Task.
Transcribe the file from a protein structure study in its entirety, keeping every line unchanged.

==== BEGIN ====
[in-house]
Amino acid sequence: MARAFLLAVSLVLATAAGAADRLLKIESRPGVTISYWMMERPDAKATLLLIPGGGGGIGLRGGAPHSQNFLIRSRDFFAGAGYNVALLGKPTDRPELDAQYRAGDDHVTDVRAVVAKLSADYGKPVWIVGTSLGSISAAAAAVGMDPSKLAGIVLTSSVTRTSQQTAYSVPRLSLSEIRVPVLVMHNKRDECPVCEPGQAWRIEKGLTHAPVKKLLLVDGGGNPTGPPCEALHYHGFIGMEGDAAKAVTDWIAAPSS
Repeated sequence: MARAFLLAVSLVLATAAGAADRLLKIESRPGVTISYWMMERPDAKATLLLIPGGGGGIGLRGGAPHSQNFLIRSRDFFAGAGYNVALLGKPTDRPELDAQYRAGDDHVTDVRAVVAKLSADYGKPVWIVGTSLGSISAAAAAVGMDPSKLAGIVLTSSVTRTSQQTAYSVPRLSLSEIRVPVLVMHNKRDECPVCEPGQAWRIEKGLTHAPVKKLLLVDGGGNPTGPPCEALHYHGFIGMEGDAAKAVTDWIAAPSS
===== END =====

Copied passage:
[in-house]
Amino acid sequence: MARAFLLAVSLVLATAAGAADRLLKIESRPGVTISYWMMERPDAKATLLLIPGGGGGIGLRGGAPHSQNFLIRSRDFFAGAGYNVALLGKPTDRPELDAQYRAGDDHVTDVRAVVAKLSADYGKPVWIVGTSLGSISAAAAAVGMDPSKLAGIVLTSSVTRTSQQTAYSVPRLSLSEIRVPVLVMHNKRDECPVCEPGQAWRIEKGLTHAPVKKLLLVDGGGNPTGPPCEALHYHGFIGMEGDAAKAVTDWIAAPSS
Repeated sequence: MARAFLLAVSLVLATAAGAADRLLKIESRPGVTISYWMMERPDAKATLLLIPGGGGGIGLRGGAPHSQNFLIRSRDFFAGAGYNVALLGKPTDRPELDAQYRAGDDHVTDVRAVVAKLSADYGKPVWIVGTSLGSISAAAAAVGMDPSKLAGIVLTSSVTRTSQQTAYSVPRLSLSEIRVPVLVMHNKRDECPVCEPGQAWRIEKGLTHAPVKKLLLVDGGGNPTGPPCEALHYHGFIGMEGDAAKAVTDWIAAPSS